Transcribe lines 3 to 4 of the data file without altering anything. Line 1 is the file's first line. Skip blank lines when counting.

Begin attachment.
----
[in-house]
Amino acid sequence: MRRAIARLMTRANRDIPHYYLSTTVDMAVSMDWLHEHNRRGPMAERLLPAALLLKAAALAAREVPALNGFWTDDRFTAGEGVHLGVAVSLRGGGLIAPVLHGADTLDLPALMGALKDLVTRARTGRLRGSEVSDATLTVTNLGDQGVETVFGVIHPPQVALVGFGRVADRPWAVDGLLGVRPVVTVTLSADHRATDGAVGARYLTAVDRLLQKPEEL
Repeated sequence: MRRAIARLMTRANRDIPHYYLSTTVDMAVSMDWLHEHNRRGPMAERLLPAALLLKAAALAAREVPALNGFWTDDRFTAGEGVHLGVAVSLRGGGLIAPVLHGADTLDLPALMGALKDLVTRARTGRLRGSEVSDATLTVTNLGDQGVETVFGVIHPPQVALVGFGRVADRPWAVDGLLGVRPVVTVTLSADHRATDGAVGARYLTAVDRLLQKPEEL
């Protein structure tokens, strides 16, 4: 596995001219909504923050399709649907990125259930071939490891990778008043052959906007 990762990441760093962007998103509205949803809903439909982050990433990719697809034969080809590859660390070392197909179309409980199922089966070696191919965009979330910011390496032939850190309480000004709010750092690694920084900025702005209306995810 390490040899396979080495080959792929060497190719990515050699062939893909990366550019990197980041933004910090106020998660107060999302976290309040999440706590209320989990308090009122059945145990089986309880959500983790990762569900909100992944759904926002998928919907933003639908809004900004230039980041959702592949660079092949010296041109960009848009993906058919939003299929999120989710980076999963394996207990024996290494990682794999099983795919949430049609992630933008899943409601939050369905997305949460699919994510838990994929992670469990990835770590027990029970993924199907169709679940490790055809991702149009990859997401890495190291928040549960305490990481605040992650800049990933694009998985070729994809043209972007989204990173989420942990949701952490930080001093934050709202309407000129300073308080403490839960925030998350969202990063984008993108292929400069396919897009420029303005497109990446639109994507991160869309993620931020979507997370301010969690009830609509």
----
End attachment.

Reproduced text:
Repeated sequence: MRRAIARLMTRANRDIPHYYLSTTVDMAVSMDWLHEHNRRGPMAERLLPAALLLKAAALAAREVPALNGFWTDDRFTAGEGVHLGVAVSLRGGGLIAPVLHGADTLDLPALMGALKDLVTRARTGRLRGSEVSDATLTVTNLGDQGVETVFGVIHPPQVALVGFGRVADRPWAVDGLLGVRPVVTVTLSADHRATDGAVGARYLTAVDRLLQKPEEL
């Protein structure tokens, strides 16, 4: 596995001219909504923050399709649907990125259930071939490891990778008043052959906007 990762990441760093962007998103509205949803809903439909982050990433990719697809034969080809590859660390070392197909179309409980199922089966070696191919965009979330910011390496032939850190309480000004709010750092690694920084900025702005209306995810 390490040899396979080495080959792929060497190719990515050699062939893909990366550019990197980041933004910090106020998660107060999302976290309040999440706590209320989990308090009122059945145990089986309880959500983790990762569900909100992944759904926002998928919907933003639908809004900004230039980041959702592949660079092949010296041109960009848009993906058919939003299929999120989710980076999963394996207990024996290494990682794999099983795919949430049609992630933008899943409601939050369905997305949460699919994510838990994929992670469990990835770590027990029970993924199907169709679940490790055809991702149009990859997401890495190291928040549960305490990481605040992650800049990933694009998985070729994809043209972007989204990173989420942990949701952490930080001093934050709202309407000129300073308080403490839960925030998350969202990063984008993108292929400069396919897009420029303005497109990446639109994507991160869309993620931020979507997370301010969690009830609509």